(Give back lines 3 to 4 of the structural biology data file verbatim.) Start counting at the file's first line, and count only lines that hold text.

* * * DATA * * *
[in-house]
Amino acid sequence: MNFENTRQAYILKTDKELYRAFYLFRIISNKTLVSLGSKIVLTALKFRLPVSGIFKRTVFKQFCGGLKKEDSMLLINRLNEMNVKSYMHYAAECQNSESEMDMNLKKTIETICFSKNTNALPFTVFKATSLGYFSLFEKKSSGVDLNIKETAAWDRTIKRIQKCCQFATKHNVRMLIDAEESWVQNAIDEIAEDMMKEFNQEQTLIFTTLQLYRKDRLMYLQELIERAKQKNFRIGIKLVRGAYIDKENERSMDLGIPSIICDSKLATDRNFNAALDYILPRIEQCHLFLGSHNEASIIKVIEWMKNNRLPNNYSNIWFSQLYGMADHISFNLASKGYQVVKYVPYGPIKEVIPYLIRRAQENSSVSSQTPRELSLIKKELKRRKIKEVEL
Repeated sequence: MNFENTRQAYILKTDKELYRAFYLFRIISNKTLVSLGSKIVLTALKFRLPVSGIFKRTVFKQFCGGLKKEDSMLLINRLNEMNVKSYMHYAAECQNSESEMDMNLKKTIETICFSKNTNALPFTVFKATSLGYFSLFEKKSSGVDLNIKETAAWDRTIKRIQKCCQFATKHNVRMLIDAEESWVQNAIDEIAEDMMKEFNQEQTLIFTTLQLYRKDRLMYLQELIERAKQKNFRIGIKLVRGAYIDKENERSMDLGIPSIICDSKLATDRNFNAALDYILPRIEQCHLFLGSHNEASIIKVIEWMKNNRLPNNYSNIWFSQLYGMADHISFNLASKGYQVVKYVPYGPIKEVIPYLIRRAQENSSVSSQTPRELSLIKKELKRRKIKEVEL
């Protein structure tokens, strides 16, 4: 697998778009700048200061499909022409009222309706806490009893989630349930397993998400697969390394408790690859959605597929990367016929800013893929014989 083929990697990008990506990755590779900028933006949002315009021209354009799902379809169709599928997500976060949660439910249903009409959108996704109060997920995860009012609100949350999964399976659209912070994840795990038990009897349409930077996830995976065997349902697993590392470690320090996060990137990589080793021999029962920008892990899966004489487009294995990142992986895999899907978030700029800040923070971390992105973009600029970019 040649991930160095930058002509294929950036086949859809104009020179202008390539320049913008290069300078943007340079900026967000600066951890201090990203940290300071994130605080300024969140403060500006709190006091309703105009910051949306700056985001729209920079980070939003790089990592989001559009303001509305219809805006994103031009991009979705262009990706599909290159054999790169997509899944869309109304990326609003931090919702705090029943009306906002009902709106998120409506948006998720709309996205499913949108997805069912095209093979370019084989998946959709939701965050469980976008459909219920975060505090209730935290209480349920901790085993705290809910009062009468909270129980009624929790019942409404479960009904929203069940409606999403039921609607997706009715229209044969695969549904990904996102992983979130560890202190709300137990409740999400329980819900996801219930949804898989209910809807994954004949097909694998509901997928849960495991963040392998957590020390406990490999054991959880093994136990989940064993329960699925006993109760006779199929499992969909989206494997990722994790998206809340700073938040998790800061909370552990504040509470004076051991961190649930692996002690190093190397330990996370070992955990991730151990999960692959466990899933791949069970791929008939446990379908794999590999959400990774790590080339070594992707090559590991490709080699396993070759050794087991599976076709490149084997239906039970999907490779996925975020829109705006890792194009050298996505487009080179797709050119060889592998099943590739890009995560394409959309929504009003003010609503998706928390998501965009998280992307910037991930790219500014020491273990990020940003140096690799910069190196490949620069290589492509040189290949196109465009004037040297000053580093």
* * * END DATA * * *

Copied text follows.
Repeated sequence: MNFENTRQAYILKTDKELYRAFYLFRIISNKTLVSLGSKIVLTALKFRLPVSGIFKRTVFKQFCGGLKKEDSMLLINRLNEMNVKSYMHYAAECQNSESEMDMNLKKTIETICFSKNTNALPFTVFKATSLGYFSLFEKKSSGVDLNIKETAAWDRTIKRIQKCCQFATKHNVRMLIDAEESWVQNAIDEIAEDMMKEFNQEQTLIFTTLQLYRKDRLMYLQELIERAKQKNFRIGIKLVRGAYIDKENERSMDLGIPSIICDSKLATDRNFNAALDYILPRIEQCHLFLGSHNEASIIKVIEWMKNNRLPNNYSNIWFSQLYGMADHISFNLASKGYQVVKYVPYGPIKEVIPYLIRRAQENSSVSSQTPRELSLIKKELKRRKIKEVEL
């Protein structure tokens, strides 16, 4: 697998778009700048200061499909022409009222309706806490009893989630349930397993998400697969390394408790690859959605597929990367016929800013893929014989 083929990697990008990506990755590779900028933006949002315009021209354009799902379809169709599928997500976060949660439910249903009409959108996704109060997920995860009012609100949350999964399976659209912070994840795990038990009897349409930077996830995976065997349902697993590392470690320090996060990137990589080793021999029962920008892990899966004489487009294995990142992986895999899907978030700029800040923070971390992105973009600029970019 040649991930160095930058002509294929950036086949859809104009020179202008390539320049913008290069300078943007340079900026967000600066951890201090990203940290300071994130605080300024969140403060500006709190006091309703105009910051949306700056985001729209920079980070939003790089990592989001559009303001509305219809805006994103031009991009979705262009990706599909290159054999790169997509899944869309109304990326609003931090919702705090029943009306906002009902709106998120409506948006998720709309996205499913949108997805069912095209093979370019084989998946959709939701965050469980976008459909219920975060505090209730935290209480349920901790085993705290809910009062009468909270129980009624929790019942409404479960009904929203069940409606999403039921609607997706009715229209044969695969549904990904996102992983979130560890202190709300137990409740999400329980819900996801219930949804898989209910809807994954004949097909694998509901997928849960495991963040392998957590020390406990490999054991959880093994136990989940064993329960699925006993109760006779199929499992969909989206494997990722994790998206809340700073938040998790800061909370552990504040509470004076051991961190649930692996002690190093190397330990996370070992955990991730151990999960692959466990899933791949069970791929008939446990379908794999590999959400990774790590080339070594992707090559590991490709080699396993070759050794087991599976076709490149084997239906039970999907490779996925975020829109705006890792194009050298996505487009080179797709050119060889592998099943590739890009995560394409959309929504009003003010609503998706928390998501965009998280992307910037991930790219500014020491273990990020940003140096690799910069190196490949620069290589492509040189290949196109465009004037040297000053580093």